Playpen

Welcome to the Playpen, our space for ferrety banter and whimsical snippets of things that aren't quite long enough for articles (although they might be) but that caught your eye anyway.

at 23:47 on 07-02-2013, Arthur B
Actually what *do* ebooks come under? Because if I'm reading this right Harry Potter doesn't have an ebooks trademark either. Although it does have a trademark for travel arrangements and insurance.

Here is an example of a trademark for ebooks (see "electronic publications" under the specification of goods).
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at 23:38 on 07-02-2013, Dan H
Actually what *do* ebooks come under? Because if I'm reading this right Harry Potter doesn't have an ebooks trademark either. Although it does have a trademark for travel arrangements and insurance.
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at 23:31 on 07-02-2013, Dan H
Oh, certainly they have generated goodwill there. But based on my searches, it doesn't appear that any of their registered trademarks protect ebooks (which do have a specific class - note that it's the specification of goods covered that matter for trademark protection, not the classes you choose as such, but even so none of the goods described in their Space Marine trademark in Europe - the TM with the broadest range of products claimed - offers anything which could be mistaken for an ebook).


It also, bizarrely, seems to cover "transportable buildings of metal, materials of metal for railway tracks; non-electric cables and wires of common metal; ironmongery, small items of metal hardware; pipes and tubes of metal; safes; goods of common metal not included in other classes; ores."

So no /Space Marine/ brand hematite.
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at 22:19 on 07-02-2013, Arthur B
@Dan:
Obviously Arthur knows way more about trademark law than I do, but even if GW didn't invent the term "Space Marine" they built a large and valuable brand, including a large range of ebooks which are explicitly marketed using the "Space Marine" name ("Space Marines" and "Space Marine Battles" respectively).

Oh, certainly they have generated goodwill there. But based on my searches, it doesn't appear that any of their registered trademarks protect ebooks (which do have a specific class - note that it's the specification of goods covered that matter for trademark protection, not the classes you choose as such, but even so none of the goods described in their Space Marine trademark in Europe - the TM with the broadest range of products claimed - offers anything which could be mistaken for an ebook). That'd mean that to protect their goodwill they either have to a) aggressively scare people away or b) actually sue people under "passing off", which requires them to demonstrate deliberate misrepresentation. b) is what GW would be referring to by the use of the term "common law" - the right of passing off is common law because it developed through case law, registered trademarks are statute law because trademark registration was created through statutes. (Obviously registered trademarks have a body of case law associated with them, but the actual definition of what a trademark protects is defined primarily by the statute, which case law can interpret but not grossly modify.)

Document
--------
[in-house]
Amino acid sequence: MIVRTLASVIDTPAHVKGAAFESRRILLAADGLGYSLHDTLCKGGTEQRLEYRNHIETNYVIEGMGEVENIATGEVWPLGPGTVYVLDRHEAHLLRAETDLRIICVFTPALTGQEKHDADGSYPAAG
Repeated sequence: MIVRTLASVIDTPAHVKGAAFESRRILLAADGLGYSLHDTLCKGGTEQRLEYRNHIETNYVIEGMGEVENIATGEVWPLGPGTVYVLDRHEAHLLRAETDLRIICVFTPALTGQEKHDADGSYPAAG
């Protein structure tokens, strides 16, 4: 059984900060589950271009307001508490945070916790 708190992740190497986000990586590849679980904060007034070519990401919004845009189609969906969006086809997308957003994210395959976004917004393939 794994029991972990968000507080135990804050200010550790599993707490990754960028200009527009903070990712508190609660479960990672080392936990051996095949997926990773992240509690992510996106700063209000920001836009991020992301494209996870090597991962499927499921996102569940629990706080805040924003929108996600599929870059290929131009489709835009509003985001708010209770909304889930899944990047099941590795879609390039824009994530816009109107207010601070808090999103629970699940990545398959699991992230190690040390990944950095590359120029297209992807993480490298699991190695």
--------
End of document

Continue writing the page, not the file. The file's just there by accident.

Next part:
That said: I believe the author has print versions of the book available too. I also suspect that if GW got lucky in court a judge might rule that, since the definition of "book" has shifted over the years with the development of ebooks, their trademark can also be held to cover ebooks. On the other hand that would be very generous, and a judge could equally say "You knew you were getting into a new market with ebooks, you had an opportunity to register a new trademark specifically to cover ebooks, you didn't bother so you don't get to exert registered trademark rights there."